Commander Mawer & HMCS Haida
Commander Charles “Chuck” Mawer found himself as a midshipman on HMCS Haida in 1936, just one year after graduating from high school. He first served in staff operations. Then, as a gunnery officer he was responsible for maintenance of the ship’s battery until the end of the Second World War. HMCS Haida was a Tribal-class Destroyer. These destroyers had an emphasis on guns over torpedoes, and therefore would have required ongoing maintenance by a gunnery officer. Commander Mawer filled the role well and was awarded a Distinguished Service Cross on September 9th, 1944, for “good service in action of destroyer forces”.
HMCS Haida was one of 27 Tribal-class Destroyers that were commissioned for the Royal Navy, the Royal Australian Navy, and the Royal Canadian Navy (RCN) between 1937 and 1945 (this group was known as Afridi). Affectionately known as “the fightingest ship in the Navy”, Haida is famous for having destroyed the most enemy vessels out of any RCN ship. Haida was also a lucky ship; in her 20 years of service, she only lost two men. She is the only surviving Tribal-class Destroyer today and is preserved in Hamilton, Ontario, as a National Historic Site.
Commander Mawer and HMCS Haida began their service together in 1943, escorting convoys along the Murmansk run, a dangerous supply route from Scotland to Russia. The primary purpose of this immensely perilous route was to provide supplies to Stalin’s troops in Russia. Its political function was secondary: these convoys proved that Allied forces were committed to U.S.S.R. efforts on the Eastern Front. The route was dangerous due to the constant attack from the German Air Force and Navy, as well as the harsh arctic conditions. As a result, the loss rate for ships on the Murmansk run was the highest of any Allied route that was consistently travelled during the war. In December 1943, Haida and her crew received their first battle honour for assisting in the sinking of the German battleship Scharnhorst while in the waters between Scotland and Russia.
The following month, Haida and her sister Tribals, Athabaskan and Huron, were transferred to the 10th Destroyer Flotilla for operations along the English Channel, including the Normandy Campaign. In late April, Haida sunk a German destroyer, and within days of that battle, Haida and her sisters encountered two more German ships. Moments after they began the chase the Athabaskan was struck by a torpedo. Haida continued the pursuit, managed to drive one of the enemy ships ashore, and chased off the remaining ship. Immediately after, Haida and her crew returned to the sinking Athabaskan. All of Haida’s boats and heavy nets were used to rescue to oil-soaked crew of the Athabaskan. 53 men were rescued thanks to the work of the officers and crew on the Haida.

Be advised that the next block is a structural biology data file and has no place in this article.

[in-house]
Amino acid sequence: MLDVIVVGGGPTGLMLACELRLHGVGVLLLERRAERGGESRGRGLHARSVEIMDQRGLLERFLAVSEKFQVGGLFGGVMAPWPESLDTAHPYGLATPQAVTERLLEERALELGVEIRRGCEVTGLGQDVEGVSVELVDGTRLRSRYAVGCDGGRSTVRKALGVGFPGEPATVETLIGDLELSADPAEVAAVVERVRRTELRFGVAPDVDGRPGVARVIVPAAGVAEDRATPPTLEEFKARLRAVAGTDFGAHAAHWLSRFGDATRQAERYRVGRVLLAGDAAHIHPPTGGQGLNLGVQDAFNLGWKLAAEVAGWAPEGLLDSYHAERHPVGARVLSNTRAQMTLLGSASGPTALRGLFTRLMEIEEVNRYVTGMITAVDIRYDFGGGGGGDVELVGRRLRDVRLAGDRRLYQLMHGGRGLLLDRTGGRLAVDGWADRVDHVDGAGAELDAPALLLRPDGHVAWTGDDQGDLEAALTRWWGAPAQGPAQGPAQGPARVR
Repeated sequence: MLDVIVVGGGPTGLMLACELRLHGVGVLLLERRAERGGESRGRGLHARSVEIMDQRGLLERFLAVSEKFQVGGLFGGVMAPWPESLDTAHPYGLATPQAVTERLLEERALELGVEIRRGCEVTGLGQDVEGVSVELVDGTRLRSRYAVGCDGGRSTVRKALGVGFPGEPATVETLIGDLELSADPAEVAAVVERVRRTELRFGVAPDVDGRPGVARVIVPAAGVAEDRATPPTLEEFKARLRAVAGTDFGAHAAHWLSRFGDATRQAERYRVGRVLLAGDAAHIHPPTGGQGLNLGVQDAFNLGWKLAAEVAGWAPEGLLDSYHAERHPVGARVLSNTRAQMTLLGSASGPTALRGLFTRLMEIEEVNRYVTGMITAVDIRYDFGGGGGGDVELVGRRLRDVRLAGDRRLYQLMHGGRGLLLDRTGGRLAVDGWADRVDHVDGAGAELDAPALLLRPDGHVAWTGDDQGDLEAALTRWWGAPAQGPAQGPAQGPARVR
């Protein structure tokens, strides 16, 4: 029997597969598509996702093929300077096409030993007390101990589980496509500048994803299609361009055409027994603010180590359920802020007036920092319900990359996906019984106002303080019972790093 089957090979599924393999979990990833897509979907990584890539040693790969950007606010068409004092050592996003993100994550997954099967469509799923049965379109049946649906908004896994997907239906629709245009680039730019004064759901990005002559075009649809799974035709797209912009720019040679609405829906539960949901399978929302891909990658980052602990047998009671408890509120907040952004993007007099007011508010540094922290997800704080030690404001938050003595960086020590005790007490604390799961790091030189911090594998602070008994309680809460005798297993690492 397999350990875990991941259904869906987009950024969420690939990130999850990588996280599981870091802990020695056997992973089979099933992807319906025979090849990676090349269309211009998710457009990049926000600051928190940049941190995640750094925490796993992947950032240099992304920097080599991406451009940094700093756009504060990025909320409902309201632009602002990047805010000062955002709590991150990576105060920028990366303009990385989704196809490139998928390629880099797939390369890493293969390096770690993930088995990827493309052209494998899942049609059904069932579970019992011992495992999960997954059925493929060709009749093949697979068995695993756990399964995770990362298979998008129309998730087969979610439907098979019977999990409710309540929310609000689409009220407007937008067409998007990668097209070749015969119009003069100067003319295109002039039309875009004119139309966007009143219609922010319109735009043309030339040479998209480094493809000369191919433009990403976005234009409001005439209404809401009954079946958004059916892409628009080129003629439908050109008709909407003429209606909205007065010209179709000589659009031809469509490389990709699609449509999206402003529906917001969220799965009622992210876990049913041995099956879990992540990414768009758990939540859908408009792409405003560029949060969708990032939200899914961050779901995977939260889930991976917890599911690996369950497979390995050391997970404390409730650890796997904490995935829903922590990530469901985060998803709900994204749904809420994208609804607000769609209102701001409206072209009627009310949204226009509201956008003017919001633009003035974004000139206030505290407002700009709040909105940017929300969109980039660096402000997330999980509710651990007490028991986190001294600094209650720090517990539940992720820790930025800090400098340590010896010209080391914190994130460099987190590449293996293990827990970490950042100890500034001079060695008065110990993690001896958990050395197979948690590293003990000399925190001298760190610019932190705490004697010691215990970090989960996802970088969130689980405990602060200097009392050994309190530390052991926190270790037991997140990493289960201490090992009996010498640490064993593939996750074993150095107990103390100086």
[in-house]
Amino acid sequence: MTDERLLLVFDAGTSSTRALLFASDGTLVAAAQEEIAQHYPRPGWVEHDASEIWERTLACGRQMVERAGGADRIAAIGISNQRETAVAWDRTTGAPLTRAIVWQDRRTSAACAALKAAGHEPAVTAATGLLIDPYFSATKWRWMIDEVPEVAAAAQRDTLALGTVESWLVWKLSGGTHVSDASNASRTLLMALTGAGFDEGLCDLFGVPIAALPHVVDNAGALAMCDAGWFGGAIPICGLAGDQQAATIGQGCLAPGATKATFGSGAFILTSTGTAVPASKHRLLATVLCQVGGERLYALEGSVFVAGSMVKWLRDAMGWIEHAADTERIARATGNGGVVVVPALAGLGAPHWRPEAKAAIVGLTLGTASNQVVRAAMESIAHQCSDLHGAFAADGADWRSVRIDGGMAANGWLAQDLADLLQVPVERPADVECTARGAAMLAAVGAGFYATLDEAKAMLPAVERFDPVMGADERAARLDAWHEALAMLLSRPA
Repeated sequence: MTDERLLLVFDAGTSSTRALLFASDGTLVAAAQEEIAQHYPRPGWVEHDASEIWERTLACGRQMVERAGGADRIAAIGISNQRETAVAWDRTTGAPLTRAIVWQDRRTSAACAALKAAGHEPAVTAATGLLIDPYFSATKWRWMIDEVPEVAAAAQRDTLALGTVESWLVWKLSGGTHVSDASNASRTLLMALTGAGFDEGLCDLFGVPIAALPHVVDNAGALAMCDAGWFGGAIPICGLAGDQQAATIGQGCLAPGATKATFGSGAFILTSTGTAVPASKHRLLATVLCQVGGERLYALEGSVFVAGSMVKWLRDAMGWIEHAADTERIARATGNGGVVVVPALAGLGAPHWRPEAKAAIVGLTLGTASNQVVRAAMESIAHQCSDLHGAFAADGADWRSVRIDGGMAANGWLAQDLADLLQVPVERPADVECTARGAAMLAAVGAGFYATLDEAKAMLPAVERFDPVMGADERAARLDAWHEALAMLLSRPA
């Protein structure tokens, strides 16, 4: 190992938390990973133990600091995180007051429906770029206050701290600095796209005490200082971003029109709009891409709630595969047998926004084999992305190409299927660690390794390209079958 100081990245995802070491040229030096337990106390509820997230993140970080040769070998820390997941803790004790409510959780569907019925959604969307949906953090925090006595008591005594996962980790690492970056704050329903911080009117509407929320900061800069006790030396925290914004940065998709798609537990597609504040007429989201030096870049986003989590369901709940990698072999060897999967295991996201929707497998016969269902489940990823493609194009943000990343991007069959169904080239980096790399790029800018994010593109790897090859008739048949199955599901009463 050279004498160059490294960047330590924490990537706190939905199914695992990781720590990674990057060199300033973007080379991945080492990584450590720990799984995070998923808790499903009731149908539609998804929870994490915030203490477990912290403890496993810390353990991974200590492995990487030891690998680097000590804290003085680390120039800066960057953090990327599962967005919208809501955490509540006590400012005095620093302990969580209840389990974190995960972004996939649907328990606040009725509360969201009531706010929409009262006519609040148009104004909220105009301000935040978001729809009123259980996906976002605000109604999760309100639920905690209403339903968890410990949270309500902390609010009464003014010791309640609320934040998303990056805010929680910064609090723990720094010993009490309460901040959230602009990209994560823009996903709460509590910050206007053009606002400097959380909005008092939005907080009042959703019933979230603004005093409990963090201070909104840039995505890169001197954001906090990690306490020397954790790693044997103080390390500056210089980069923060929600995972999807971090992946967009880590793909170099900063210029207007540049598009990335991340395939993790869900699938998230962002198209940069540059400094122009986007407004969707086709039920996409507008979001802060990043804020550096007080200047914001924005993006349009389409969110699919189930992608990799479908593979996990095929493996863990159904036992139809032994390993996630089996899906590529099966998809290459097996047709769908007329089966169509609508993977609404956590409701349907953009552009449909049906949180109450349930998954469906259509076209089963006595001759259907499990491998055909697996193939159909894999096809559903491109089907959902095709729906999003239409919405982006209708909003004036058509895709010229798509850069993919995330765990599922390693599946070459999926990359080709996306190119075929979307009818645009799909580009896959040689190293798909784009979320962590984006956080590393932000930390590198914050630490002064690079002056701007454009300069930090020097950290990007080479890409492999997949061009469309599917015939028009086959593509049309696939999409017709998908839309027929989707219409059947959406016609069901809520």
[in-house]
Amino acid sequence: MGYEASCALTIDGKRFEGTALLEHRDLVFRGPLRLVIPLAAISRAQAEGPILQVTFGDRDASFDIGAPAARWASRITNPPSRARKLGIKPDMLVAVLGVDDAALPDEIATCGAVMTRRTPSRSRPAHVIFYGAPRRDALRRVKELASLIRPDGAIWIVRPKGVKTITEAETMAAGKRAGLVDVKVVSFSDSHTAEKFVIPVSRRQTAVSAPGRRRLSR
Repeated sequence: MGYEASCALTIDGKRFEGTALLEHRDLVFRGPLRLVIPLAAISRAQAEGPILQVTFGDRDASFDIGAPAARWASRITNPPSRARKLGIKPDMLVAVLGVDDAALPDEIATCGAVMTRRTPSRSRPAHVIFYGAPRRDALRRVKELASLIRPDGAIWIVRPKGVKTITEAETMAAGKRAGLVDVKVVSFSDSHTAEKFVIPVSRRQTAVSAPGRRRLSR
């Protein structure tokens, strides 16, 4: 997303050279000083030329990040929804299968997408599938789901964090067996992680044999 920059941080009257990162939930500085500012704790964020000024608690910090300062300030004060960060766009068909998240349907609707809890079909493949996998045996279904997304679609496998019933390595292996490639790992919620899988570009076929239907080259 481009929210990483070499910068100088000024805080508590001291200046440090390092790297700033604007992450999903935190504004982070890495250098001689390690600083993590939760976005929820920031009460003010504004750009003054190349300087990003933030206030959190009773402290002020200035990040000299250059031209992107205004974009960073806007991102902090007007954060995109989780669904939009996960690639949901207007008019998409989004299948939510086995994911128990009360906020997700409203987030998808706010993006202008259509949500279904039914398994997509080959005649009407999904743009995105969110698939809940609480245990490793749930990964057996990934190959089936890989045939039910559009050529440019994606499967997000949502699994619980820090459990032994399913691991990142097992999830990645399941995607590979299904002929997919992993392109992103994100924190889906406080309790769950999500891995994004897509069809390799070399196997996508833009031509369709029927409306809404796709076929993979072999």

HMCS Haida continued on to avenge her sister ship. She covered the Bay of Biscay from surface attacks during the invasion of Normandy on June the 6th of 1944 and sank seven more enemy ships as well as a U-boat during the Normandy campaign. On the 24th of June 1944, one of Haida’s turrets was struck by a shell, causing the loss of two men. These were the only men lost throughout her service in the Second World War.
Haida ended the war just as she started it, escorting convoys along the Murmansk run. HMCS Haida was successful in her defense of convoy ships, her threat to enemy vessels, and her rescue efforts for the crew of the Athabaskan. Ultimately, her achievement as a Destroyer was unmatched and was only made possible by her crew and officers. Commander Charles “Chuck” Mawer played a crucial role in Haida’s success. Thanks to Commander Mawer and the crew of Haida, her legacy will live on for posterity.
Watch Valour Canada’s video about Commander Mawer and Haida below:
Main photo: HMCS Haida, taken early in 1944 (Credit: W.J. Hembroff, The Memory Project).